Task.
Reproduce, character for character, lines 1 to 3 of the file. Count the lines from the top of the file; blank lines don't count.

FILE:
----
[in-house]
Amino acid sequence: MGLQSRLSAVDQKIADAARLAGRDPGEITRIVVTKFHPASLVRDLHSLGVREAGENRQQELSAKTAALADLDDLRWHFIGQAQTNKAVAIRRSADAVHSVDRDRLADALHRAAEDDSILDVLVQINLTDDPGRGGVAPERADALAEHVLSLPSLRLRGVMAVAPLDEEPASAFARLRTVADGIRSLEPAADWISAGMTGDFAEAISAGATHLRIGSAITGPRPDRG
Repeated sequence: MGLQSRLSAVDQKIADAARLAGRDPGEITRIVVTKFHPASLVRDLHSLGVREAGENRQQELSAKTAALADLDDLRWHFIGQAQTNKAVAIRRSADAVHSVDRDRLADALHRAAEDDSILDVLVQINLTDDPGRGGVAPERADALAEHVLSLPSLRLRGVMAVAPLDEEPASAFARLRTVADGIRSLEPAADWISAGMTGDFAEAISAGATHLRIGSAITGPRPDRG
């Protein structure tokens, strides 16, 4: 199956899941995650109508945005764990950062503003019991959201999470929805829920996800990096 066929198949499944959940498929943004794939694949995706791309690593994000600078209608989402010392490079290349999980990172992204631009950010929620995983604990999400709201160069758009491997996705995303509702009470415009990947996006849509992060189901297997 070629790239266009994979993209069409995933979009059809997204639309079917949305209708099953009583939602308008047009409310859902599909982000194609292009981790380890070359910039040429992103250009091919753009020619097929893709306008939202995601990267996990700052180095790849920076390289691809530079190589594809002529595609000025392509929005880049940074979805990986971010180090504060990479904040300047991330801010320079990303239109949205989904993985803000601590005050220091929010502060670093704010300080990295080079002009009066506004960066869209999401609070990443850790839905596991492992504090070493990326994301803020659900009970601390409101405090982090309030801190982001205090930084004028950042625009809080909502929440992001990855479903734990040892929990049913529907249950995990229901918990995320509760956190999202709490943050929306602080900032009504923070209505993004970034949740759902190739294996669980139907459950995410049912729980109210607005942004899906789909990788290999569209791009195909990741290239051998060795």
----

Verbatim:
[in-house]
Amino acid sequence: MGLQSRLSAVDQKIADAARLAGRDPGEITRIVVTKFHPASLVRDLHSLGVREAGENRQQELSAKTAALADLDDLRWHFIGQAQTNKAVAIRRSADAVHSVDRDRLADALHRAAEDDSILDVLVQINLTDDPGRGGVAPERADALAEHVLSLPSLRLRGVMAVAPLDEEPASAFARLRTVADGIRSLEPAADWISAGMTGDFAEAISAGATHLRIGSAITGPRPDRG
Repeated sequence: MGLQSRLSAVDQKIADAARLAGRDPGEITRIVVTKFHPASLVRDLHSLGVREAGENRQQELSAKTAALADLDDLRWHFIGQAQTNKAVAIRRSADAVHSVDRDRLADALHRAAEDDSILDVLVQINLTDDPGRGGVAPERADALAEHVLSLPSLRLRGVMAVAPLDEEPASAFARLRTVADGIRSLEPAADWISAGMTGDFAEAISAGATHLRIGSAITGPRPDRG